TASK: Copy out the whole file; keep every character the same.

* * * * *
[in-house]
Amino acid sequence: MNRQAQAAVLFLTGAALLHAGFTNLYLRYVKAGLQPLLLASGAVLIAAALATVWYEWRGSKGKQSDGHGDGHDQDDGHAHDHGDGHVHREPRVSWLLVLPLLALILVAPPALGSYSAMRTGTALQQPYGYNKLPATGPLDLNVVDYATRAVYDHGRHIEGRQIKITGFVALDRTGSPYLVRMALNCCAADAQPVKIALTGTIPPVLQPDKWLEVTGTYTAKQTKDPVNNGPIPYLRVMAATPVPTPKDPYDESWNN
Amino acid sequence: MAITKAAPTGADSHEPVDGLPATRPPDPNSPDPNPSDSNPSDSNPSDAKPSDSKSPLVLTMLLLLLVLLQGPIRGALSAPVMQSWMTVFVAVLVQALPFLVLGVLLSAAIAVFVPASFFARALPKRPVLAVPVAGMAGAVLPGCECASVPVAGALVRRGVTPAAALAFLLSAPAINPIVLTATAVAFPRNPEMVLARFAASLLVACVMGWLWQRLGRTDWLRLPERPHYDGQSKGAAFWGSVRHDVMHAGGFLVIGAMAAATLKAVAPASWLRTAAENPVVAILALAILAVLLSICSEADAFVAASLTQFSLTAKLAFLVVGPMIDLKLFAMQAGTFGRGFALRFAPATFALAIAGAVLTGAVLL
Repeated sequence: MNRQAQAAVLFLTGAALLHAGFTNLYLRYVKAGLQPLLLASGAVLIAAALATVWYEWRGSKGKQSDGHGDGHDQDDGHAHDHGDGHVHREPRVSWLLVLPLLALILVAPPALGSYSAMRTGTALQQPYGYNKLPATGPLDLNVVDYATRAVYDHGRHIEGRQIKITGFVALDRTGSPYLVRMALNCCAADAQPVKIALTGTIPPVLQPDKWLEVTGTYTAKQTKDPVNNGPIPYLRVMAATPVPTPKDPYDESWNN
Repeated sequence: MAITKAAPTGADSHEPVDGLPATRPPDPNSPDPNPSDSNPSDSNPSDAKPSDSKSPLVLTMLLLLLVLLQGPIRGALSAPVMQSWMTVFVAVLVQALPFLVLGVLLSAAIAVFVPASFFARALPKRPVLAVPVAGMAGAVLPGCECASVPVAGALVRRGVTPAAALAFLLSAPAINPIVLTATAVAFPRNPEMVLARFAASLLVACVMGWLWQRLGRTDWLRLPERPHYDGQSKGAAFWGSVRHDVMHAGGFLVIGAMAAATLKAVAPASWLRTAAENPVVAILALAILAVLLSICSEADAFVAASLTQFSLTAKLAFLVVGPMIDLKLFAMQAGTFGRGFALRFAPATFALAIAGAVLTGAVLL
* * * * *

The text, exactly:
[in-house]
Amino acid sequence: MNRQAQAAVLFLTGAALLHAGFTNLYLRYVKAGLQPLLLASGAVLIAAALATVWYEWRGSKGKQSDGHGDGHDQDDGHAHDHGDGHVHREPRVSWLLVLPLLALILVAPPALGSYSAMRTGTALQQPYGYNKLPATGPLDLNVVDYATRAVYDHGRHIEGRQIKITGFVALDRTGSPYLVRMALNCCAADAQPVKIALTGTIPPVLQPDKWLEVTGTYTAKQTKDPVNNGPIPYLRVMAATPVPTPKDPYDESWNN
Amino acid sequence: MAITKAAPTGADSHEPVDGLPATRPPDPNSPDPNPSDSNPSDSNPSDAKPSDSKSPLVLTMLLLLLVLLQGPIRGALSAPVMQSWMTVFVAVLVQALPFLVLGVLLSAAIAVFVPASFFARALPKRPVLAVPVAGMAGAVLPGCECASVPVAGALVRRGVTPAAALAFLLSAPAINPIVLTATAVAFPRNPEMVLARFAASLLVACVMGWLWQRLGRTDWLRLPERPHYDGQSKGAAFWGSVRHDVMHAGGFLVIGAMAAATLKAVAPASWLRTAAENPVVAILALAILAVLLSICSEADAFVAASLTQFSLTAKLAFLVVGPMIDLKLFAMQAGTFGRGFALRFAPATFALAIAGAVLTGAVLL
Repeated sequence: MNRQAQAAVLFLTGAALLHAGFTNLYLRYVKAGLQPLLLASGAVLIAAALATVWYEWRGSKGKQSDGHGDGHDQDDGHAHDHGDGHVHREPRVSWLLVLPLLALILVAPPALGSYSAMRTGTALQQPYGYNKLPATGPLDLNVVDYATRAVYDHGRHIEGRQIKITGFVALDRTGSPYLVRMALNCCAADAQPVKIALTGTIPPVLQPDKWLEVTGTYTAKQTKDPVNNGPIPYLRVMAATPVPTPKDPYDESWNN
Repeated sequence: MAITKAAPTGADSHEPVDGLPATRPPDPNSPDPNPSDSNPSDSNPSDAKPSDSKSPLVLTMLLLLLVLLQGPIRGALSAPVMQSWMTVFVAVLVQALPFLVLGVLLSAAIAVFVPASFFARALPKRPVLAVPVAGMAGAVLPGCECASVPVAGALVRRGVTPAAALAFLLSAPAINPIVLTATAVAFPRNPEMVLARFAASLLVACVMGWLWQRLGRTDWLRLPERPHYDGQSKGAAFWGSVRHDVMHAGGFLVIGAMAAATLKAVAPASWLRTAAENPVVAILALAILAVLLSICSEADAFVAASLTQFSLTAKLAFLVVGPMIDLKLFAMQAGTFGRGFALRFAPATFALAIAGAVLTGAVLL